Why Do Adults Adhere to a Social Clock?

Why Do Adults Adhere to a Social Clock?

At what age should someone get married?

That’s a complex question, and it becomes even more complicated if you think about how people would have answered it 15, 30, or even 60 years ago. People are now getting married at an older age, which is affecting what people consider is a normal age to get married.

Estimated Median Age at First Marriage: 1960 to present

Source: U.S. Census Bureau

Those factors are related to social clock theory. The concept suggests that there are appropriate times for certain life events. Meeting or failing to meet those norms can influence one’s self-esteem and overall mental health.

Social Clock Theory Explained

Social psychologist Bernice Neugarten identified the social clock theory in the 1960s as shared expectations of age-appropriate behavior. Members of society are told explicitly and implicitly when it’s “appropriate” to start their first job, get married, have a baby, purchase a home, and retire. Social clock examples can include virtually anything that people commonly do throughout their lives.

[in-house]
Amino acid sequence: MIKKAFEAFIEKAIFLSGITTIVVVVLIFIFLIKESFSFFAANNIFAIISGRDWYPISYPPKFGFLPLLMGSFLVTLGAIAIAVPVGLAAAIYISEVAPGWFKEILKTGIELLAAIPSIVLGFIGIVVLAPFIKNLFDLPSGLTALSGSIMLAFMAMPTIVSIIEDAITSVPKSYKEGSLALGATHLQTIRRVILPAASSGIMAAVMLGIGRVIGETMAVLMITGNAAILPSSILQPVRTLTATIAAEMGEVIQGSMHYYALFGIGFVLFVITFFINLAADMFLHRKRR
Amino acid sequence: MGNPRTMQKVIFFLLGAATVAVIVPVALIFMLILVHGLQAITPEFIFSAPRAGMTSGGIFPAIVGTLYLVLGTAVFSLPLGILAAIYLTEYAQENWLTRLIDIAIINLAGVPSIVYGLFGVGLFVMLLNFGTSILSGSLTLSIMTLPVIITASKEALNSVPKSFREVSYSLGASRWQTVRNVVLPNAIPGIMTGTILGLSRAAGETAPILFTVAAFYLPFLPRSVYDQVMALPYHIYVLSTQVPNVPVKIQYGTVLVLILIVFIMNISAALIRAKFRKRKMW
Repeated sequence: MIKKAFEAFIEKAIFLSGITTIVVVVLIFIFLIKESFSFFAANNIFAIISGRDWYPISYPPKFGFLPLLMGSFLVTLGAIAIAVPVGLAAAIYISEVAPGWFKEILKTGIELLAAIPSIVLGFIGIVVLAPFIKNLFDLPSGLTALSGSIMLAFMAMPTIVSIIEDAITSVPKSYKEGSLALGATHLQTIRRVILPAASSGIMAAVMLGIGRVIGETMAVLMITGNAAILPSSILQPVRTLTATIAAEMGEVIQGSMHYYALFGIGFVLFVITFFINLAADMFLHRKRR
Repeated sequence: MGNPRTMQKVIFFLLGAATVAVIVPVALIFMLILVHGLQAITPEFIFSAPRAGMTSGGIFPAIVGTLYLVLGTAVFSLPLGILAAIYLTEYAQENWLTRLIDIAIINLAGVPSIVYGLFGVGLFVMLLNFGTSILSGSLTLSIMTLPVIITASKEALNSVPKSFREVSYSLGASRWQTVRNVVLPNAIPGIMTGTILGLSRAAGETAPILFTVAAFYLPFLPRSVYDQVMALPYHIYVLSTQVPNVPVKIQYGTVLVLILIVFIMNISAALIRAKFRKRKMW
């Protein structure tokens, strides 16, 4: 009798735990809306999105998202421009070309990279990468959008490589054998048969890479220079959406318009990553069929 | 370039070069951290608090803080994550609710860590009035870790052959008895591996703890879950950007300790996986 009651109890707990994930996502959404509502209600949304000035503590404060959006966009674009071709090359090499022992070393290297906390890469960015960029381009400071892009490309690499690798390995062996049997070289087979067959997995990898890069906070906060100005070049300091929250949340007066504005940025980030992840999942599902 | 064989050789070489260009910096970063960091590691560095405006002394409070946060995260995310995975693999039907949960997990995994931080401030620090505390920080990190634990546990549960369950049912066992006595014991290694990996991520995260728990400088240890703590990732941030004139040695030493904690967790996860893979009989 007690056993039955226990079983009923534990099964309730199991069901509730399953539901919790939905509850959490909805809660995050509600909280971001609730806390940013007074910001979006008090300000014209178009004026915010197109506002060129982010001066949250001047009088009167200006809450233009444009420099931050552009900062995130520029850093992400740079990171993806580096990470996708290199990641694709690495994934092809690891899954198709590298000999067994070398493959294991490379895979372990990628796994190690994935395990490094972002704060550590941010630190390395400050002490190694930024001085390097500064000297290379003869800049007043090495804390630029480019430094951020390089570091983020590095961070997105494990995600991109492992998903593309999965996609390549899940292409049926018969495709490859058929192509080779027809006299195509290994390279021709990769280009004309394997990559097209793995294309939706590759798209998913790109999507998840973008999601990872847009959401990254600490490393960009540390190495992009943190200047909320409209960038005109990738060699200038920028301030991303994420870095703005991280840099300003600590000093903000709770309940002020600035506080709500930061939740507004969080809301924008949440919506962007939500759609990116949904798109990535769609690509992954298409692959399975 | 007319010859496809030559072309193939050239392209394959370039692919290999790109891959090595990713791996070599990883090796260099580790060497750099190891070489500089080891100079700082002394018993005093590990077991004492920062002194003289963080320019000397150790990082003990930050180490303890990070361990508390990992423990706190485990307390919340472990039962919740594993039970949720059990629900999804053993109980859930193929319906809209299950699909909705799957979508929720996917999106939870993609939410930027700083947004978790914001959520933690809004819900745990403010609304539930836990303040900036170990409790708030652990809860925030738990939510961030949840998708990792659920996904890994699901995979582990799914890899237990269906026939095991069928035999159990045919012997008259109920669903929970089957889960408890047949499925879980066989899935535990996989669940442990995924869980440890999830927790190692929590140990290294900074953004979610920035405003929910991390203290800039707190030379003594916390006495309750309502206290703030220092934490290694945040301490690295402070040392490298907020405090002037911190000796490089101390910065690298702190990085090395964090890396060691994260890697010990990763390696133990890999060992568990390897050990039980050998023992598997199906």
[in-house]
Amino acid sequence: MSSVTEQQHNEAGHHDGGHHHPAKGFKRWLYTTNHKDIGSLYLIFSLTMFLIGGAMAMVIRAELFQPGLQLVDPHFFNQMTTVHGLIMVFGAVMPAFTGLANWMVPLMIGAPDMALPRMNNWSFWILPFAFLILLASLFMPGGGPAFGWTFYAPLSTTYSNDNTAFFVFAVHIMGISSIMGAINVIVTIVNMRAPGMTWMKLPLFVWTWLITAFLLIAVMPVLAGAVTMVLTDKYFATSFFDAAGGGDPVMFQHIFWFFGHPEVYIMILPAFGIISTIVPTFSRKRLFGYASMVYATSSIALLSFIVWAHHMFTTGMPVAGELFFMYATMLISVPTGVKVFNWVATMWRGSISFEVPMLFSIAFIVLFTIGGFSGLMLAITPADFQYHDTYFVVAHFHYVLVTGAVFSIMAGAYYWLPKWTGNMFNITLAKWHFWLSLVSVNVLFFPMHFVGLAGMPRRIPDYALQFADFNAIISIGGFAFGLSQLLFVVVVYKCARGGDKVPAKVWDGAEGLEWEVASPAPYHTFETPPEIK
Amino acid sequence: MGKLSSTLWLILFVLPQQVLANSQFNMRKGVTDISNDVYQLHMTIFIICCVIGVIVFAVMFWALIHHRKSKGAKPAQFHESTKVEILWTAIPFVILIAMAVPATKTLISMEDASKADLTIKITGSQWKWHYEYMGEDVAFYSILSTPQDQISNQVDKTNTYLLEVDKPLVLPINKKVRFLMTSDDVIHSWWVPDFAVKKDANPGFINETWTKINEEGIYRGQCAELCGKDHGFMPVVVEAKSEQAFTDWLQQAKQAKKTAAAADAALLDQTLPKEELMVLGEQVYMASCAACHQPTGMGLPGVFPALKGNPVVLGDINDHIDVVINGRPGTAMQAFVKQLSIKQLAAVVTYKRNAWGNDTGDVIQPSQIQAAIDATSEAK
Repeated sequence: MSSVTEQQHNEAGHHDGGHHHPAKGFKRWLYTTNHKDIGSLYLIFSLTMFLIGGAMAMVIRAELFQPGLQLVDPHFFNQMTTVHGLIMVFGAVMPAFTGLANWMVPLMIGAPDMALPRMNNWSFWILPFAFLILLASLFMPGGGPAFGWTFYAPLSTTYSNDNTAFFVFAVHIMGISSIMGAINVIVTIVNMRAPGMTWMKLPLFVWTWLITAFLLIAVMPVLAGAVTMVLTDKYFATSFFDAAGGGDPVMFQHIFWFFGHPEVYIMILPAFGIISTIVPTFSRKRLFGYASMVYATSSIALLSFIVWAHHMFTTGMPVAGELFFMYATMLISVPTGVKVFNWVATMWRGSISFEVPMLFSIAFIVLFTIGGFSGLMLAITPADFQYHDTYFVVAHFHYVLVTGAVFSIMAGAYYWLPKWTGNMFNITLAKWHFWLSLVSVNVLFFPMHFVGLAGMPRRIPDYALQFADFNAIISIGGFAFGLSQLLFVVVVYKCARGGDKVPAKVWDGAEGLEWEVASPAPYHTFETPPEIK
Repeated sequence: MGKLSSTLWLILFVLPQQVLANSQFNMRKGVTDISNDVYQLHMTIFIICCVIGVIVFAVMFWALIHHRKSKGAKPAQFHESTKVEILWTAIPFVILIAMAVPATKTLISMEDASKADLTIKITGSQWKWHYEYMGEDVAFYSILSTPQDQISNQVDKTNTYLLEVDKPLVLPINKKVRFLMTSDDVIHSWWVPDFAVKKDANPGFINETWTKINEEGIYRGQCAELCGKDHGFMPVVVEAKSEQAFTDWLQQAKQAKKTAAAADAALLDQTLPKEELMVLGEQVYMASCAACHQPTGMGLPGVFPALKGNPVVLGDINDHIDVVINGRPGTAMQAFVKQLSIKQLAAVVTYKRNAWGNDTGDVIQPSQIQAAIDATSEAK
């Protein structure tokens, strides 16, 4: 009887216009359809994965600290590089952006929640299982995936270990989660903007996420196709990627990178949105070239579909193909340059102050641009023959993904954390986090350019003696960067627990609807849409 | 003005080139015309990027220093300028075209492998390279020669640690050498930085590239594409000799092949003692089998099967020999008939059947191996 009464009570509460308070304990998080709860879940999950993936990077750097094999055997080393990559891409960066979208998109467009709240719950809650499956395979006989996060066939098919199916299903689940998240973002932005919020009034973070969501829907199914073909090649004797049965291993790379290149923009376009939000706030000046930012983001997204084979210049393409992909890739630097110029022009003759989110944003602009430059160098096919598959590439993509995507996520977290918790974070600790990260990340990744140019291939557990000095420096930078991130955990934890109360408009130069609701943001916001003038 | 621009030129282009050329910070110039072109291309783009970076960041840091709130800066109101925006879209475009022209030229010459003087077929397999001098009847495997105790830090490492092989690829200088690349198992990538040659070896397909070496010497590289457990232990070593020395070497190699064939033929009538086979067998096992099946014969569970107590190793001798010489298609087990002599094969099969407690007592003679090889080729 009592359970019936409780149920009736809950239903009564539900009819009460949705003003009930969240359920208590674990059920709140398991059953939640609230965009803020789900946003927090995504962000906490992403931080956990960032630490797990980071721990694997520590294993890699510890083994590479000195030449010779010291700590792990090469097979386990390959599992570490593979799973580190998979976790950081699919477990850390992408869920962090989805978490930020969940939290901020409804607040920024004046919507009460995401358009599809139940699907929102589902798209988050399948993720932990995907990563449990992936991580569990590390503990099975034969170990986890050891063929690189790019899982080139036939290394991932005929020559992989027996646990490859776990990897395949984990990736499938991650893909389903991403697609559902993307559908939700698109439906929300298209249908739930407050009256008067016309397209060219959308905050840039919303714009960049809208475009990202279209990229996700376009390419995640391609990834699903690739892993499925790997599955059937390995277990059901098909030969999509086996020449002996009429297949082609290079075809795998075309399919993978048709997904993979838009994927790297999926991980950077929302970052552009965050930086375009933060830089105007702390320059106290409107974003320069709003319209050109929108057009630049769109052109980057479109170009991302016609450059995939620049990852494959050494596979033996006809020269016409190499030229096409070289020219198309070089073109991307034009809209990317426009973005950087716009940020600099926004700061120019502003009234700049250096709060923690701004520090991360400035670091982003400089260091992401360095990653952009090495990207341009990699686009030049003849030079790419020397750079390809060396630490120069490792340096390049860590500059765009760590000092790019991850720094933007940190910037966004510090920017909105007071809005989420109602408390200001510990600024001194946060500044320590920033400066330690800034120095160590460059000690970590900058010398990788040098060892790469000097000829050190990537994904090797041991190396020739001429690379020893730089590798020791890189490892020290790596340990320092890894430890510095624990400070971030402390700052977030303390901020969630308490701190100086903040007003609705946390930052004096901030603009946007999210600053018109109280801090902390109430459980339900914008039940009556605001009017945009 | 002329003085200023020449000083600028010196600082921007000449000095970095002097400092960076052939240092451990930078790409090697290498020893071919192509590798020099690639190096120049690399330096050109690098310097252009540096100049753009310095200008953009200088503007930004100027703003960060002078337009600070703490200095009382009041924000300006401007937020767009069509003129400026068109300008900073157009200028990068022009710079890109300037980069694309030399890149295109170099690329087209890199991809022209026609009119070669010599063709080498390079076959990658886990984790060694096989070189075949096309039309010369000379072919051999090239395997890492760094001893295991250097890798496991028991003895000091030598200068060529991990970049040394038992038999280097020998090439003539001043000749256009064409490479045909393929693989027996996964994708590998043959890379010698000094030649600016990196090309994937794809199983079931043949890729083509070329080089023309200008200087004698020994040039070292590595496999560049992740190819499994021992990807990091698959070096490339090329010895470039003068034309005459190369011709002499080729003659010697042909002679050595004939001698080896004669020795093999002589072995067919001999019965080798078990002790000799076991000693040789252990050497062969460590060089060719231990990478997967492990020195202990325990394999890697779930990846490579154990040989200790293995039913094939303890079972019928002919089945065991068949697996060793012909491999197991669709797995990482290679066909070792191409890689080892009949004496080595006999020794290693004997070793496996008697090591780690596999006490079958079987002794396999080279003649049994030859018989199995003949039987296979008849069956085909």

Adhering to or diverging from the social clock can be a major source of adult personality change, according to Laura Berk in “Developing Through the Lifespan.” For instance, studies of women born in the 1930s were conducted to examine personality changes in adulthood that are linked to three social clock categories:

  • • A “feminine” clock based on marriage and parenthood in the early or mid-twenties
  • • A “masculine” clock based on entry into a high-status career and advancement by the late twenties
  • • Women who didn’t follow either of the two previous clocks

Women who followed the “feminine” clock were more responsible, self-controlled, tolerant, and caring. However, as their lives progress, they declined and felt more vulnerable. Those women following the “masculine” clock were more dominant, sociable, independent, and intellectually effective. The women who weren’t married or started a career by age 30 suffered from feelings of incompetence, self-doubt, and loneliness.